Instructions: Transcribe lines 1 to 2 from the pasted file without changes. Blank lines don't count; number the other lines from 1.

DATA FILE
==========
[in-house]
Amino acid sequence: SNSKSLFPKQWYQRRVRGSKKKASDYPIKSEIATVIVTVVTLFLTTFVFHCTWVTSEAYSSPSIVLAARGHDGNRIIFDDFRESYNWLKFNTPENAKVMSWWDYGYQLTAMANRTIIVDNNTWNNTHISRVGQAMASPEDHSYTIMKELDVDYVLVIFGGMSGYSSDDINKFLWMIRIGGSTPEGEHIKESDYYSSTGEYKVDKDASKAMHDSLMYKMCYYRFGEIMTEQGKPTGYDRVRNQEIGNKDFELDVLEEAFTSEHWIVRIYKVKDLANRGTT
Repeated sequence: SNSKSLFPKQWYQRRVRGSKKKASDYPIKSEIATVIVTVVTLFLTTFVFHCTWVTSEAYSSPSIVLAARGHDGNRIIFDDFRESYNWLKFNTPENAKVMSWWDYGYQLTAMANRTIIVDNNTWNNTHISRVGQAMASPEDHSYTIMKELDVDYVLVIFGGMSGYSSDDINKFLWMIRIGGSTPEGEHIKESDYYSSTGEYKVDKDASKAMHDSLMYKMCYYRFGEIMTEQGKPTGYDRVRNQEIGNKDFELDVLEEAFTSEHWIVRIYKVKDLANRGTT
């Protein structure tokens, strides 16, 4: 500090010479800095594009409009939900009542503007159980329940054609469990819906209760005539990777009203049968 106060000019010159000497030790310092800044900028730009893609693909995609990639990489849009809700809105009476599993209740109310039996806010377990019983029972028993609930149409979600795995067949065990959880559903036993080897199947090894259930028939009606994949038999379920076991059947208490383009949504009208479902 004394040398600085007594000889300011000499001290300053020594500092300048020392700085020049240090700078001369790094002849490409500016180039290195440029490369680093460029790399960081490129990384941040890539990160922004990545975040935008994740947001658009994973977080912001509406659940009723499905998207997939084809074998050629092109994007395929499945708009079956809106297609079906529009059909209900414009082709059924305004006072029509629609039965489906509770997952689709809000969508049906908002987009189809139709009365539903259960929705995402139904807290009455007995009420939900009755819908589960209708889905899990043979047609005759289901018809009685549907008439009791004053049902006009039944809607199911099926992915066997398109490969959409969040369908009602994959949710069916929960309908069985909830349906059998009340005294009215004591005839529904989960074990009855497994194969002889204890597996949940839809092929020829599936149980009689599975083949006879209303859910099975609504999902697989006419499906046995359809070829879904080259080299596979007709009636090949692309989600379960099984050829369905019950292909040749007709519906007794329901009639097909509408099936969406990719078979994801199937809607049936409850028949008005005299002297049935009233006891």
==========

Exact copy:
[in-house]
Amino acid sequence: SNSKSLFPKQWYQRRVRGSKKKASDYPIKSEIATVIVTVVTLFLTTFVFHCTWVTSEAYSSPSIVLAARGHDGNRIIFDDFRESYNWLKFNTPENAKVMSWWDYGYQLTAMANRTIIVDNNTWNNTHISRVGQAMASPEDHSYTIMKELDVDYVLVIFGGMSGYSSDDINKFLWMIRIGGSTPEGEHIKESDYYSSTGEYKVDKDASKAMHDSLMYKMCYYRFGEIMTEQGKPTGYDRVRNQEIGNKDFELDVLEEAFTSEHWIVRIYKVKDLANRGTT